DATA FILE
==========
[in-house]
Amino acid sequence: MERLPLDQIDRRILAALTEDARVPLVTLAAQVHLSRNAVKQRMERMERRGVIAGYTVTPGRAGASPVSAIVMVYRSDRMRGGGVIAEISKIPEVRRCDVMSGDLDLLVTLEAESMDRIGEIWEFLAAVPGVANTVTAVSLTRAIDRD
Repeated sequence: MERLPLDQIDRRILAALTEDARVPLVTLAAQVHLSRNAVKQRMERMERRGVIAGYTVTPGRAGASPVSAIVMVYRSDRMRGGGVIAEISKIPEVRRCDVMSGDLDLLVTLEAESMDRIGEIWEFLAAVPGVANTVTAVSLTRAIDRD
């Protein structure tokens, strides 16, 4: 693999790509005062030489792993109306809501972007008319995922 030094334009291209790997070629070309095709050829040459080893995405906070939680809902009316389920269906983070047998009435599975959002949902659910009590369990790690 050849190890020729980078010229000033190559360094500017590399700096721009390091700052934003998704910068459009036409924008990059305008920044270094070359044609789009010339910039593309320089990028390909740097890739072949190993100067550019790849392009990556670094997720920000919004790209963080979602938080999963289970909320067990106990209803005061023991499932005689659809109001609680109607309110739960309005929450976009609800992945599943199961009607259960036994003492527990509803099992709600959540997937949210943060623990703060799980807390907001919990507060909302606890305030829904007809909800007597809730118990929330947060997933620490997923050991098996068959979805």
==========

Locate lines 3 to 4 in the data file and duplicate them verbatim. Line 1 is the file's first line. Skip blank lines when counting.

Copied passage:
Repeated sequence: MERLPLDQIDRRILAALTEDARVPLVTLAAQVHLSRNAVKQRMERMERRGVIAGYTVTPGRAGASPVSAIVMVYRSDRMRGGGVIAEISKIPEVRRCDVMSGDLDLLVTLEAESMDRIGEIWEFLAAVPGVANTVTAVSLTRAIDRD
């Protein structure tokens, strides 16, 4: 693999790509005062030489792993109306809501972007008319995922 030094334009291209790997070629070309095709050829040459080893995405906070939680809902009316389920269906983070047998009435599975959002949902659910009590369990790690 050849190890020729980078010229000033190559360094500017590399700096721009390091700052934003998704910068459009036409924008990059305008920044270094070359044609789009010339910039593309320089990028390909740097890739072949190993100067550019790849392009990556670094997720920000919004790209963080979602938080999963289970909320067990106990209803005061023991499932005689659809109001609680109607309110739960309005929450976009609800992945599943199961009607259960036994003492527990509803099992709600959540997937949210943060623990703060799980807390907001919990507060909302606890305030829904007809909800007597809730118990929330947060997933620490997923050991098996068959979805």